New legislation restricts pre-bid mandates, limits statute of repose for construction defects

Florida house chamber

The Florida Gulf Coast Chapter of The Associated Builders and Contractors (ABC- Gulf Coast) reports that two recently passed legislative bills will “strengthen competition and reduce abusive litigation in Florida’s multi-billion commercial and public construction markets.”

“We also want to thank Gov. Rick Scott for his support of these two pro-business, pro-consumer bills,” chapter president/CEO Steve Cona said in a statement on behalf of 2,500 members of ABC’s Florida chapters.

“With the help of Rep. Jayer Williamson and Sen. Keith Perry, ABC successfully landed House Bill 599 (Public Works Projects), which will promote a more open, honest and competitive bid process for public construction projects where state dollars represent 50 percent or more of the funding. Prior to this bill, local governments could establish arbitrary pre-bid mandates on contractors telling them who they must hire, where they must train and what benefit packages they must offer if they want to bid a job with that entity. For many small businesses, these mandates made it unaffordable to bid on many public projects. Increasing competition will benefit Florida taxpayers as well.”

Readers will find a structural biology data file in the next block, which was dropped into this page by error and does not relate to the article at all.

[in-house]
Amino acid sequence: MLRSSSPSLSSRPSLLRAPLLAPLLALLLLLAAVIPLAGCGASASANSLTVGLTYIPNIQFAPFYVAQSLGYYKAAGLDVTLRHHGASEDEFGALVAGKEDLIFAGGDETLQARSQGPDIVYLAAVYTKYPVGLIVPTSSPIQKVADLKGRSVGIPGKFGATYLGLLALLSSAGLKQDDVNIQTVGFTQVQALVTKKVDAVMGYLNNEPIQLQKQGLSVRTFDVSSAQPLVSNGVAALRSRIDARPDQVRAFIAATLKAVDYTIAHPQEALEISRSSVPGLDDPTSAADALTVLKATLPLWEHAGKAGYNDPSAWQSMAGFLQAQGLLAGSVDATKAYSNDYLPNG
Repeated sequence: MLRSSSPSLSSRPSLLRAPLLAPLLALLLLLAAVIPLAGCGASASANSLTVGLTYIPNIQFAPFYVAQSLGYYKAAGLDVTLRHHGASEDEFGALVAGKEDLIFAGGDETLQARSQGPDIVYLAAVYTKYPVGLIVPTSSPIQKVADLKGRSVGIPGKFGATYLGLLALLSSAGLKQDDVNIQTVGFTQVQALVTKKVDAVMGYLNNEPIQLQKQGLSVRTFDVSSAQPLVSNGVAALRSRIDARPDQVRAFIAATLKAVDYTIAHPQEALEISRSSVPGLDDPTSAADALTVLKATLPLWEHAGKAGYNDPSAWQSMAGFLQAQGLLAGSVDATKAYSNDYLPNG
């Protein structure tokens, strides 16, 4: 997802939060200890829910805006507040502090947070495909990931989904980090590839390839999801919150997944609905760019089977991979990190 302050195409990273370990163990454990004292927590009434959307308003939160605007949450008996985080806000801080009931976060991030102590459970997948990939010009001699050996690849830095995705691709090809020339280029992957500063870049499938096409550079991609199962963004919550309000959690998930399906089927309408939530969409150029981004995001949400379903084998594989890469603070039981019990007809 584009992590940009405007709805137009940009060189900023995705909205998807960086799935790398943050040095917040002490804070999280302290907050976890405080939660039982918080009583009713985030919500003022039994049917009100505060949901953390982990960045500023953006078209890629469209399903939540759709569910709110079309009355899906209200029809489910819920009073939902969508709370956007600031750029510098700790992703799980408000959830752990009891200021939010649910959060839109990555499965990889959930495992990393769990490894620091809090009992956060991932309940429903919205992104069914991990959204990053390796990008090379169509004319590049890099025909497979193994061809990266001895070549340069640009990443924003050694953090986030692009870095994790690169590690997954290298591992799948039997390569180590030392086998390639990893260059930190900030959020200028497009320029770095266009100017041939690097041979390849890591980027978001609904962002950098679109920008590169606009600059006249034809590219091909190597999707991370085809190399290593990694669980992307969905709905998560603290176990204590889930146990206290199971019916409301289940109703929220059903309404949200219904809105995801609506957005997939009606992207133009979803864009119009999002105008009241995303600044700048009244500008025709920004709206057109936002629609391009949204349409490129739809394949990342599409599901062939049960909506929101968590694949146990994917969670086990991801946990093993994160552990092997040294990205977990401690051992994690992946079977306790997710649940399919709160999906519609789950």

Cona also reported that “with the support of Rep. Tom Leek and Sen. Kathleen Passidomo, ABC also brought home House Bill 377 (Limitations on Actions other than for the Recovery of Real Property), which helps clarify when and how Florida’s 10-year statute of repose begins to run on a completed project. The statute of repose defines the period in which an owner can sue for alleged construction defects. Previously, some owners and their attorneys delayed (or shorted) making final payment for construction in an effort lengthen the repose period well beyond the 10 years the Legislature had envisioned. This created open-ended liability, which cost the system millions of dollars in abusive lawsuits. House Bill 377 now defines “completion of the contract,” which acknowledges that there are two parties to a deal – the owner and the contractor – and that both have a say in when the 10-year period may begin to run.”


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